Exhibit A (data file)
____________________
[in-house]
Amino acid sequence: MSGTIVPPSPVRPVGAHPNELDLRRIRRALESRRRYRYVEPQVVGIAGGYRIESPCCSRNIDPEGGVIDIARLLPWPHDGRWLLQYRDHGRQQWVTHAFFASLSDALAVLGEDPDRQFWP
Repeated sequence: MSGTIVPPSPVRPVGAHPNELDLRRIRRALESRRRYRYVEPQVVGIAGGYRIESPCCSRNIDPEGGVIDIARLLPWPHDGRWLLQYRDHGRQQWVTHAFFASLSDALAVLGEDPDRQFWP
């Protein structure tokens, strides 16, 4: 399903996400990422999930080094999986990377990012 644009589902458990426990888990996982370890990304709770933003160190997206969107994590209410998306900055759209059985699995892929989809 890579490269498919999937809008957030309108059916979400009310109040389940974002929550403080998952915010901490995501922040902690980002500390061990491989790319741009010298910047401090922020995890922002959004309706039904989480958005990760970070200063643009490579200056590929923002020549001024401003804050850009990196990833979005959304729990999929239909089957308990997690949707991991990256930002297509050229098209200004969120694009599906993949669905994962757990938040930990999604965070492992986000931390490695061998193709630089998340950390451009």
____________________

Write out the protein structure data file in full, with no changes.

[in-house]
Amino acid sequence: MSGTIVPPSPVRPVGAHPNELDLRRIRRALESRRRYRYVEPQVVGIAGGYRIESPCCSRNIDPEGGVIDIARLLPWPHDGRWLLQYRDHGRQQWVTHAFFASLSDALAVLGEDPDRQFWP
Repeated sequence: MSGTIVPPSPVRPVGAHPNELDLRRIRRALESRRRYRYVEPQVVGIAGGYRIESPCCSRNIDPEGGVIDIARLLPWPHDGRWLLQYRDHGRQQWVTHAFFASLSDALAVLGEDPDRQFWP
């Protein structure tokens, strides 16, 4: 399903996400990422999930080094999986990377990012 644009589902458990426990888990996982370890990304709770933003160190997206969107994590209410998306900055759209059985699995892929989809 890579490269498919999937809008957030309108059916979400009310109040389940974002929550403080998952915010901490995501922040902690980002500390061990491989790319741009010298910047401090922020995890922002959004309706039904989480958005990760970070200063643009490579200056590929923002020549001024401003804050850009990196990833979005959304729990999929239909089957308990997690949707991991990256930002297509050229098209200004969120694009599906993949669905994962757990938040930990999604965070492992986000931390490695061998193709630089998340950390451009």